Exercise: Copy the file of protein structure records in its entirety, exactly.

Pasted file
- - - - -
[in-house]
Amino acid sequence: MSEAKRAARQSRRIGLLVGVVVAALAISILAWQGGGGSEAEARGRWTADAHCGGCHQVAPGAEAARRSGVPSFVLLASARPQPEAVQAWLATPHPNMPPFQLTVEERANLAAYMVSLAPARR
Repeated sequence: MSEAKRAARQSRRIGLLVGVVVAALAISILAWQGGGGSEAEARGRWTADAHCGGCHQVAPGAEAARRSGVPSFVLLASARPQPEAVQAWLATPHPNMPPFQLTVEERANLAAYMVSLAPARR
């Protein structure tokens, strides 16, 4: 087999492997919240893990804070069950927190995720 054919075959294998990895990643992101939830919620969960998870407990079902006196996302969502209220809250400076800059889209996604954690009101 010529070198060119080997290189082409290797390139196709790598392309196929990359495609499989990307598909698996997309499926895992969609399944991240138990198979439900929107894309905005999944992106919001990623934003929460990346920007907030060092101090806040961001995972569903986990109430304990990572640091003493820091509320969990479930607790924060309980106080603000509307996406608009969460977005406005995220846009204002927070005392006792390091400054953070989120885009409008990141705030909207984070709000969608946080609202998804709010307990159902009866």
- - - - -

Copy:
[in-house]
Amino acid sequence: MSEAKRAARQSRRIGLLVGVVVAALAISILAWQGGGGSEAEARGRWTADAHCGGCHQVAPGAEAARRSGVPSFVLLASARPQPEAVQAWLATPHPNMPPFQLTVEERANLAAYMVSLAPARR
Repeated sequence: MSEAKRAARQSRRIGLLVGVVVAALAISILAWQGGGGSEAEARGRWTADAHCGGCHQVAPGAEAARRSGVPSFVLLASARPQPEAVQAWLATPHPNMPPFQLTVEERANLAAYMVSLAPARR
């Protein structure tokens, strides 16, 4: 087999492997919240893990804070069950927190995720 054919075959294998990895990643992101939830919620969960998870407990079902006196996302969502209220809250400076800059889209996604954690009101 010529070198060119080997290189082409290797390139196709790598392309196929990359495609499989990307598909698996997309499926895992969609399944991240138990198979439900929107894309905005999944992106919001990623934003929460990346920007907030060092101090806040961001995972569903986990109430304990990572640091003493820091509320969990479930607790924060309980106080603000509307996406608009969460977005406005995220846009204002927070005392006792390091400054953070989120885009409008990141705030909207984070709000969608946080609202998804709010307990159902009866």